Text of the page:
It is shades of gray, but I disagree that the Central Europeans are doing this because they "know on which side their bread is buttered." Germany is their natural economic partner and dominant trading partner, so their is a certain cost to them for their current stance.

As far as Hungary participating in crushing the Prague Spring, what's your point? That the Hungarian people supported it? That they're morally culpable?

Don't forget, Kadar was the one who ran off to Debrecen and called for Soviet intervention in 1956. I think it's erroneous to claim that any action by him in 1968 reflected Hungarian sympathies.

Posted by: Christopher Walker at February 10, 2003 03:18 AM

Afterthought:

Guts to say no would mean tanks rolling through Budapest again and an end to the gulyas communism deal that Kadar made in the mid-60's. That's not guts, it's just pissing into the wind.

Posted by: Christopher Walker at February 10, 2003 03:20 AM

Didn't Hungarians invade Ukraine in '39 at the Fascists' behest? You can pin all sorts of nasty things, unprovoked aggression and so on, onto modern day Hungary, but it isn't fair, anymore than it would be to say that contemporary Germany opposes the US at the United Nations because it lost the second world war - that doesn't make any sense either. One might as well dwell upon 50's Guatemala or 60's Dominican Republic or 80's Nicaragua, etc.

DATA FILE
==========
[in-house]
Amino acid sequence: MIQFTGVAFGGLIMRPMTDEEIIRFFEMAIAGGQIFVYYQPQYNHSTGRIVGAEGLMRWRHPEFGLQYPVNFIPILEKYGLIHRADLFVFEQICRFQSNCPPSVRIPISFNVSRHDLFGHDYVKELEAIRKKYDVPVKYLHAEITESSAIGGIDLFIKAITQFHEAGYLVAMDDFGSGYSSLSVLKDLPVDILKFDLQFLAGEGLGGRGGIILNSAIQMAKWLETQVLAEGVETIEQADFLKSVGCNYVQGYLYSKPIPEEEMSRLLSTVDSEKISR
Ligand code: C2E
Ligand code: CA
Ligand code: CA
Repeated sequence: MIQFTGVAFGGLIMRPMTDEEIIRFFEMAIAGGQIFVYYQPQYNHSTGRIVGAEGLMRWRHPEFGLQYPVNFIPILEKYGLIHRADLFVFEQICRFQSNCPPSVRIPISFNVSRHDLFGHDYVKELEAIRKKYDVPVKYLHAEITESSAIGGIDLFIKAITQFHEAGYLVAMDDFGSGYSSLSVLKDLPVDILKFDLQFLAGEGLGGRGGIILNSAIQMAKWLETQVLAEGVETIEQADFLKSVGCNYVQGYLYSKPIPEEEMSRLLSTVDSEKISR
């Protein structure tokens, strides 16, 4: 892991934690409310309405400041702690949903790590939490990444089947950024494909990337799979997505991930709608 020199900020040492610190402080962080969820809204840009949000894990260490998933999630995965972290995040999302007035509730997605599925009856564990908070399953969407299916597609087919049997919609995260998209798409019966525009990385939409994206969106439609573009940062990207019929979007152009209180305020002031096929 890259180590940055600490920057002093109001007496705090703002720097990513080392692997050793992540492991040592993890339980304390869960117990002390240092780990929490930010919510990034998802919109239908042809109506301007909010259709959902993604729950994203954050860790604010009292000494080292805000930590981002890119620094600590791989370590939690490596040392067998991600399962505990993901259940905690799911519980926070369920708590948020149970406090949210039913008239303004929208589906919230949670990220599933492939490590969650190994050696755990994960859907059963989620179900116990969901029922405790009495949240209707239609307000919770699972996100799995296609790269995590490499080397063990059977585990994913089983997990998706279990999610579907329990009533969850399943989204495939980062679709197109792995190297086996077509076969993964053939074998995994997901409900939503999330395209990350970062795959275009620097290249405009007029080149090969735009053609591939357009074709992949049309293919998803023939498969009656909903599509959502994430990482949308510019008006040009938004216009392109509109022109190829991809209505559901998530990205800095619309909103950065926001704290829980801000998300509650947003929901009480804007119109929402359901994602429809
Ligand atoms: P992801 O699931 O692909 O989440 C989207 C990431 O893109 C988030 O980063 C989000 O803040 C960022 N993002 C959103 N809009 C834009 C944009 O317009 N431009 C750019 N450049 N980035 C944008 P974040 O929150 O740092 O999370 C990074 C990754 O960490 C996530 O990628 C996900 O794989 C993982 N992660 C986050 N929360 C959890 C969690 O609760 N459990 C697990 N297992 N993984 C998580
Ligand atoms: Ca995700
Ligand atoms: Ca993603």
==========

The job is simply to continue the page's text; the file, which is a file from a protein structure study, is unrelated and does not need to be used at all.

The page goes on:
Posted by: gregor at February 10, 2003 06:12 AM


"I disagree that the Central Europeans are doing this because they "know on which side their bread is buttered.""

You make it sound so cheap. I don't think knowing where their self-interest lies and pursuing that is wrong, within certain ethical, moral boundaries of course. I'd say all things considered they're doing a good job of it mostly without slipping into morally questionable grounds.

"Germany is their natural economic partner and dominant trading partner, so their is a certain cost to them for their current stance."

Not necessarily. What I think the new democracies of Central Europe want to avoid is being _anybody's_ client states. This requires a certain amount of playing sides against each other and if they can pull it off, more power to them.
The strategy includes:
1. Expand economic ties with Germany, the biggest economy in Europe and a neighbor, but be just a little cool to German culture and language (while not letting local knowledge of both slip too much).